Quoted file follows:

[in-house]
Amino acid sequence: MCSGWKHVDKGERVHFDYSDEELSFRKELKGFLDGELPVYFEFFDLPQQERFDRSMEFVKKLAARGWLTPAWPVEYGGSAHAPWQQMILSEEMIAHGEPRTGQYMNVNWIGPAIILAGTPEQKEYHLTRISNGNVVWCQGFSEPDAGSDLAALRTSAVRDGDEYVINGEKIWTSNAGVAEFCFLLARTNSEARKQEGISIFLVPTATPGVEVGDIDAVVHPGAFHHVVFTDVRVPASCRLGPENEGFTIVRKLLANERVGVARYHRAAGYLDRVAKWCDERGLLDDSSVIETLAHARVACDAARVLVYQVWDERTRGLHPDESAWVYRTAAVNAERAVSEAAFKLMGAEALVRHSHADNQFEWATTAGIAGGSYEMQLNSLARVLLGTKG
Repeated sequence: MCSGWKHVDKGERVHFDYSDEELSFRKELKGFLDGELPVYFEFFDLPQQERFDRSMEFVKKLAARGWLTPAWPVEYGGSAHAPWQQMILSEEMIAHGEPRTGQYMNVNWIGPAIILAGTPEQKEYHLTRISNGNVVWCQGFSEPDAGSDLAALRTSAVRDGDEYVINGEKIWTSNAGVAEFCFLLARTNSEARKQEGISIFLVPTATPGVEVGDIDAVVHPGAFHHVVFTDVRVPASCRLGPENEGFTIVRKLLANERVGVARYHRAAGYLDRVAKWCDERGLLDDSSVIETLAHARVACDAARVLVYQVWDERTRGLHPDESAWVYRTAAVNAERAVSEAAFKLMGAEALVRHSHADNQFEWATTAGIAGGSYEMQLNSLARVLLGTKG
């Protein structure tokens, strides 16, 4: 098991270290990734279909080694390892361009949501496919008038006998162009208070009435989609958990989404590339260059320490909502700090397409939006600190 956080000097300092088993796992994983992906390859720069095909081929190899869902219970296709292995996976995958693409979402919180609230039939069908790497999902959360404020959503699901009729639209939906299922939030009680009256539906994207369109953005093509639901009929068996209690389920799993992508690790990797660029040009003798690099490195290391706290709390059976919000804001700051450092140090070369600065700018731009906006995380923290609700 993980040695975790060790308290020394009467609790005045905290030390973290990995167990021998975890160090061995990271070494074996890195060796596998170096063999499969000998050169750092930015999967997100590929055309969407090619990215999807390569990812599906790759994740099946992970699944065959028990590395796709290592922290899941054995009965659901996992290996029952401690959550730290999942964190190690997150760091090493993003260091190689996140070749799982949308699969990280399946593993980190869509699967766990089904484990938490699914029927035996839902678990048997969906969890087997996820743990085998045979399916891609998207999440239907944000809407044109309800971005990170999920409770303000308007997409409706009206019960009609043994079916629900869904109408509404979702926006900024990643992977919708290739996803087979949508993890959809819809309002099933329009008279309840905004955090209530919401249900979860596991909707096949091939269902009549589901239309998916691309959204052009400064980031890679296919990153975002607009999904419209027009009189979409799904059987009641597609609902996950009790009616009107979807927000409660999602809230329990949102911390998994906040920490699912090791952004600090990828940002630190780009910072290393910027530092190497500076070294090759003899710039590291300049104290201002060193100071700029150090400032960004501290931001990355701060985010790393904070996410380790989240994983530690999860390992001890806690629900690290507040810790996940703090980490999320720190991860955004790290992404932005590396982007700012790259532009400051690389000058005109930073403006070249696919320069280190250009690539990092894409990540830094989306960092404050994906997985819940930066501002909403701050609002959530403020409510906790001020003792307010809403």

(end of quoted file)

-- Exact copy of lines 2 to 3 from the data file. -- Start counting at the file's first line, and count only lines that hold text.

Amino acid sequence: MCSGWKHVDKGERVHFDYSDEELSFRKELKGFLDGELPVYFEFFDLPQQERFDRSMEFVKKLAARGWLTPAWPVEYGGSAHAPWQQMILSEEMIAHGEPRTGQYMNVNWIGPAIILAGTPEQKEYHLTRISNGNVVWCQGFSEPDAGSDLAALRTSAVRDGDEYVINGEKIWTSNAGVAEFCFLLARTNSEARKQEGISIFLVPTATPGVEVGDIDAVVHPGAFHHVVFTDVRVPASCRLGPENEGFTIVRKLLANERVGVARYHRAAGYLDRVAKWCDERGLLDDSSVIETLAHARVACDAARVLVYQVWDERTRGLHPDESAWVYRTAAVNAERAVSEAAFKLMGAEALVRHSHADNQFEWATTAGIAGGSYEMQLNSLARVLLGTKG
Repeated sequence: MCSGWKHVDKGERVHFDYSDEELSFRKELKGFLDGELPVYFEFFDLPQQERFDRSMEFVKKLAARGWLTPAWPVEYGGSAHAPWQQMILSEEMIAHGEPRTGQYMNVNWIGPAIILAGTPEQKEYHLTRISNGNVVWCQGFSEPDAGSDLAALRTSAVRDGDEYVINGEKIWTSNAGVAEFCFLLARTNSEARKQEGISIFLVPTATPGVEVGDIDAVVHPGAFHHVVFTDVRVPASCRLGPENEGFTIVRKLLANERVGVARYHRAAGYLDRVAKWCDERGLLDDSSVIETLAHARVACDAARVLVYQVWDERTRGLHPDESAWVYRTAAVNAERAVSEAAFKLMGAEALVRHSHADNQFEWATTAGIAGGSYEMQLNSLARVLLGTKG